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Thursday, July 4, 2013

Wild Life

Now that the bunnies are pretty effectively excluded from the kitchen gardens, and their numbers greatly reduced from a year ago, they are cute again. The collapse of the rabbit population last fall through winter coincided with the residence of a gang of coyotes. Late in the winter only a few large rabbits remained in evidence on the whole 40 acres, and the coyotes were heard and their tracks seen less and less. A month after the dogs left we began to see little rabbits and now there are some third-generation individuals.

Just this morning, though, I found scat on the lane from something large that was full of fur... It was also full of coarse grass and looked like an attempt to purge. To hear tell, old rabbits mostly die from parasites.

But when they gather four or five at a time in the lane on the dam and take dust baths (fleas?), or graze on grass seed at the verge of the lawn and waterfront, or chase each other around one or another of the large trees, they're pretty cute.

Good old Squeaky Tree, one of the bull bur oaks. The undergrowth in the woods, the unmanaged everywheres on the farm, are overgrown, rank and impenetrable. Most of the game trails that autumn's die down revealed are lost again. Even keeping to the extreme center of the groomed trails is no guarantee against finding a tick later.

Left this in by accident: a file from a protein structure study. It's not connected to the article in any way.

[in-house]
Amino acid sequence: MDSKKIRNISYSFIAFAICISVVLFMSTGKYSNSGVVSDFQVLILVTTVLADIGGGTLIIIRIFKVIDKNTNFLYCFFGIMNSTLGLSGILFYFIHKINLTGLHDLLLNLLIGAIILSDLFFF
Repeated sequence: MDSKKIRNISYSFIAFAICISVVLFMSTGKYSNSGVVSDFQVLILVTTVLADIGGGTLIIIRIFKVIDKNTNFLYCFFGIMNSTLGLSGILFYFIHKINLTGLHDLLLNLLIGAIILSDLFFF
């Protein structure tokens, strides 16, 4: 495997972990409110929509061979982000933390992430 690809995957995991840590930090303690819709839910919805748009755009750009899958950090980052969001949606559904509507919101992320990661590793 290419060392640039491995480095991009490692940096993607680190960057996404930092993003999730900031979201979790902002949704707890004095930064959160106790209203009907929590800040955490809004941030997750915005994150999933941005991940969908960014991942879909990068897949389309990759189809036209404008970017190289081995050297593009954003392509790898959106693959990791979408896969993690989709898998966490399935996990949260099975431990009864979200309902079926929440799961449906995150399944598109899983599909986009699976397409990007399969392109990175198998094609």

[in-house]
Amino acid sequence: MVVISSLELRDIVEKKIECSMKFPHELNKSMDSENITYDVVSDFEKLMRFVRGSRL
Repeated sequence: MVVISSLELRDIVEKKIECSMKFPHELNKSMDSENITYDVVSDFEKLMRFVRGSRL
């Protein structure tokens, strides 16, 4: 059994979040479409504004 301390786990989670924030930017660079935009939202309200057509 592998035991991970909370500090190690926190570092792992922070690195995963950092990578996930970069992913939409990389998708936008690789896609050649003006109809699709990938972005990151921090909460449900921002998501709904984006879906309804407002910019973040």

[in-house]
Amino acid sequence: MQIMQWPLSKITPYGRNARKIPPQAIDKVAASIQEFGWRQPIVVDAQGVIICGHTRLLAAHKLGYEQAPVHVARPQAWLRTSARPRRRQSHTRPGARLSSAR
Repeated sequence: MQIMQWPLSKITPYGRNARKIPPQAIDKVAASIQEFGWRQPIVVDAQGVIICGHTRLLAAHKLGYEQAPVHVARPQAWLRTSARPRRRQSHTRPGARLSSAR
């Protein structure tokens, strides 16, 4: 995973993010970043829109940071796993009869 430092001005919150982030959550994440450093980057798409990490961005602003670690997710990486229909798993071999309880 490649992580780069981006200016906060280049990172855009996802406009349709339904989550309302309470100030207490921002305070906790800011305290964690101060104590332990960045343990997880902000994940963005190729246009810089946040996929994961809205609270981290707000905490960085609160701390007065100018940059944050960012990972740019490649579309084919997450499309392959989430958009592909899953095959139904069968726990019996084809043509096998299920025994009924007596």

It's a bass! Caught and photographed and released by Donna.

It's a rare day this spring and so far into summer that clouds of gnats are not a serious nuisance. A stiff breeze helps keep them from lighting, and Absorbine, Jr., but it's often so bad that they still get into the eyes and ears and nose and mouth and hair. Our expectation — ok, hope, really — is that drier weather less favorable to the gnats will predominate as summer progresses and we have more favorable outdoor work and recreation conditions.

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